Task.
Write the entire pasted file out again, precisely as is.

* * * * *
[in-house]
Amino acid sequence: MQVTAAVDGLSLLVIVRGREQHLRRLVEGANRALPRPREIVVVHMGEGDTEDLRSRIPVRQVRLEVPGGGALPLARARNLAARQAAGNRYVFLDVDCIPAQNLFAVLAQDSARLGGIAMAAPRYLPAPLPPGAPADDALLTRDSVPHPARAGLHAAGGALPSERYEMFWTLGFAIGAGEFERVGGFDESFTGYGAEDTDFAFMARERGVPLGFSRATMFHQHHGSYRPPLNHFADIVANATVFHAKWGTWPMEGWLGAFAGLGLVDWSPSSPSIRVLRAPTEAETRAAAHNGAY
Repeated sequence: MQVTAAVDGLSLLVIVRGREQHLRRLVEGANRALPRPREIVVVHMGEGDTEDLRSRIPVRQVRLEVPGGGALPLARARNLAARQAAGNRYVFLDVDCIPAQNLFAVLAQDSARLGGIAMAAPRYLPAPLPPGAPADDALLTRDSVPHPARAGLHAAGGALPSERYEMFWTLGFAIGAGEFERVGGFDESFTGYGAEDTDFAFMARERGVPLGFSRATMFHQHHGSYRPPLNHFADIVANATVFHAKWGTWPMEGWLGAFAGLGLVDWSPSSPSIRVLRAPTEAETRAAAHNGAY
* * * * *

[in-house]
Amino acid sequence: MQVTAAVDGLSLLVIVRGREQHLRRLVEGANRALPRPREIVVVHMGEGDTEDLRSRIPVRQVRLEVPGGGALPLARARNLAARQAAGNRYVFLDVDCIPAQNLFAVLAQDSARLGGIAMAAPRYLPAPLPPGAPADDALLTRDSVPHPARAGLHAAGGALPSERYEMFWTLGFAIGAGEFERVGGFDESFTGYGAEDTDFAFMARERGVPLGFSRATMFHQHHGSYRPPLNHFADIVANATVFHAKWGTWPMEGWLGAFAGLGLVDWSPSSPSIRVLRAPTEAETRAAAHNGAY
Repeated sequence: MQVTAAVDGLSLLVIVRGREQHLRRLVEGANRALPRPREIVVVHMGEGDTEDLRSRIPVRQVRLEVPGGGALPLARARNLAARQAAGNRYVFLDVDCIPAQNLFAVLAQDSARLGGIAMAAPRYLPAPLPPGAPADDALLTRDSVPHPARAGLHAAGGALPSERYEMFWTLGFAIGAGEFERVGGFDESFTGYGAEDTDFAFMARERGVPLGFSRATMFHQHHGSYRPPLNHFADIVANATVFHAKWGTWPMEGWLGAFAGLGLVDWSPSSPSIRVLRAPTEAETRAAAHNGAY